Gradle Release Notes

Version 1.3

This is a significant release that includes exciting new features and some very important stabilization and optimization, particularly in the area of dependency management.

Our commitment to the Scala language as a first class citizen in the Gradle ecosystem is evident in this release. Through our hardwork, in cooperation with the folks from Typesafe, Gradle now ships with one of the most frequently requested improvements from Scala developers: decreased compile times through incremental compilation. The ability to fork compilation has also been added along with improvements to Eclipse integration for Gradle Scala projects.

As software becomes more and more modular and componentized, development teams are requiring more sophistication and more flexibility in how their built items are published for downstream consumption. This release includes the first step towards a richer and more powerful publication approach within Gradle, that provides the ability to completely customize the Ivy module descriptor created when publishing in the Ivy format.

Dependency management is a critical Gradle function. Many important fixes/optimizations have been made in this release that improve the general dependency management experience in many areas. Along with these improvements, there is an extremely useful new dependency report that can be used to extract precise information from the resolved dependency graph, with regard to a particular dependency. This report is enabled by the powerful new Resolution Result API introduced in Gradle 1.2, that has been further refined in this release. You can expect to see further improvements and innovation in this area in future Gradle versions.

As always, you can share your feedback and experiences with Gradle 1.3 via the Gradle Forums. Please read on for detailed information about this release.

Table Of Contents

New and noteworthy

Here are the new features introduced in this release.

New dependencyInsight report task

The new dependencyInsight report complements the dependencies report (that was improved in Gradle 1.2). Where the dependencies report provides information on the whole dependency graph, the dependencyInsight report focusses on providing information on one (or more) dependencies within the graph.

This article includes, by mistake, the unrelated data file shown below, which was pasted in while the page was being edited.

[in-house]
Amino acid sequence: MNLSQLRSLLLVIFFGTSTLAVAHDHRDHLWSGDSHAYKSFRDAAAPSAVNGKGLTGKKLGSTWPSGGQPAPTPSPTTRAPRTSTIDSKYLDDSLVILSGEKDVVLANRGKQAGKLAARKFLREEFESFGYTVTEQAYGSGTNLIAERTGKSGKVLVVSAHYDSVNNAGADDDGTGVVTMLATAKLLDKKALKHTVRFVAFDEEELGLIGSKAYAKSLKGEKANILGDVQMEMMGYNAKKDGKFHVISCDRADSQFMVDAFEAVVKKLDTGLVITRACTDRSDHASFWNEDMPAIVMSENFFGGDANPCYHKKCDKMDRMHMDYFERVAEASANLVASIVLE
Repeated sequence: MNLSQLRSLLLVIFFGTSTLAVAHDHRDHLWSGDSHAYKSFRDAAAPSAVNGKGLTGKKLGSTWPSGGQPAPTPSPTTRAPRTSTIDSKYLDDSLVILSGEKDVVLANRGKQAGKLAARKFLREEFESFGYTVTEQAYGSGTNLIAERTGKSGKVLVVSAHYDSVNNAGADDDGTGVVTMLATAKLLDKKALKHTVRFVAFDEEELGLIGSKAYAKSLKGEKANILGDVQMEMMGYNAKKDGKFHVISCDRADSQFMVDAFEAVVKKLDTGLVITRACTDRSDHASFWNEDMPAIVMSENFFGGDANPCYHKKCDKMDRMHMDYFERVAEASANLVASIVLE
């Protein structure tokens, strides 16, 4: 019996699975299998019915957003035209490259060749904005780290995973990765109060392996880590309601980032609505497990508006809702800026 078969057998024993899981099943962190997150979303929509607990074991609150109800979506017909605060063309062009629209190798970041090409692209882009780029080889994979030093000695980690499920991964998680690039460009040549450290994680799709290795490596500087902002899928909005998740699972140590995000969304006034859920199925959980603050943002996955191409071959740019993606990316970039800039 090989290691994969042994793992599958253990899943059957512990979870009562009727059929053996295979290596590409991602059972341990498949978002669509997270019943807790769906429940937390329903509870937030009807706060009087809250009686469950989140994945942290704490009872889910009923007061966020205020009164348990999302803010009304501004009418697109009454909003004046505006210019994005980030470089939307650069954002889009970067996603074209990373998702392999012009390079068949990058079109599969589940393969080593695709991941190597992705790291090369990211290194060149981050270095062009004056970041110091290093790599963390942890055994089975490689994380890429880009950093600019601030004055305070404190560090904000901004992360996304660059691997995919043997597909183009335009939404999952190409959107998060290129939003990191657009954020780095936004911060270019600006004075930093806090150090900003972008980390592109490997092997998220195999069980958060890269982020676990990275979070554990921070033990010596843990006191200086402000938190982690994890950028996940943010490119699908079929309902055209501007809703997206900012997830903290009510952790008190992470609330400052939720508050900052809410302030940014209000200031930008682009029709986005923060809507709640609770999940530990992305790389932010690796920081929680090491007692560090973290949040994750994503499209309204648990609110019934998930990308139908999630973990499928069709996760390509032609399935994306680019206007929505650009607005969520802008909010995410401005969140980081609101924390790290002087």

The report can be used to answer (very common) questions such as:

The selected version of a dependency can be different to the requested (i.e. user declared) version due to dependency conflict resolution or by explicit dependency force rules. Similar to the standard gradle depenency report, the dependencyInsight report shows both versions. It also shows a requested dynamic version (e.g. “junit:junit:4.+”) together with the actually selected version (e.g. “junit:junit:4.10”). Please keep in mind that Maven snapshot dependencies are not treated as dynamic versions but as changing modules, similar to what Maven does (for the difference see the userguide). Maven snapshots might be treated as dynamic versions in a future version of Gradle which would provide nice insight into pom snapshot resolution.

The dependencyInsight report task is invaluable when investigating how and why a dependency is resolved, and it is available in all projects out of the box.

Example usage

Given the following build script:

apply plugin: 'java'

repositories {
    maven { url "" }

dependencies {
    compile 'org.gradle:gradle-tooling-api:1.2'
    compile 'org.slf4j:slf4j-api:1.6.5'

Let's find out about the org.gradle:gradle-messaging dependency:

> gradle dependencyInsight --dependency org.gradle:gradle-messaging
+--- org.gradle:gradle-tooling-api:1.2
|    \--- compile
\--- org.gradle:gradle-core:1.2
     \--- org.gradle:gradle-tooling-api:1.2 (*)

(*) - dependencies omitted (listed previously)

Using this report, it is easy to see that the gradle-messaging dependency is being included transitively through gradle-tooling-api and gradle-core (which itself is a dependency of gradle-tooling-api).

Whereas the dependencies report shows the path from the top level dependencies down through the transitive dependencies, the dependencyInsight report shows the path from a particular dependency to the dependencies that pulled it in. That is, it is an inverted view of the dependencies report.

The dependencyInsight report is also useful for understanding the difference between requested and selected versions.

> gradle dependencyInsight --dependency slf4j --configuration runtime
org.slf4j:slf4j-api:1.6.6 (conflict resolution)
+--- org.gradle:gradle-tooling-api:1.2
|    \--- runtime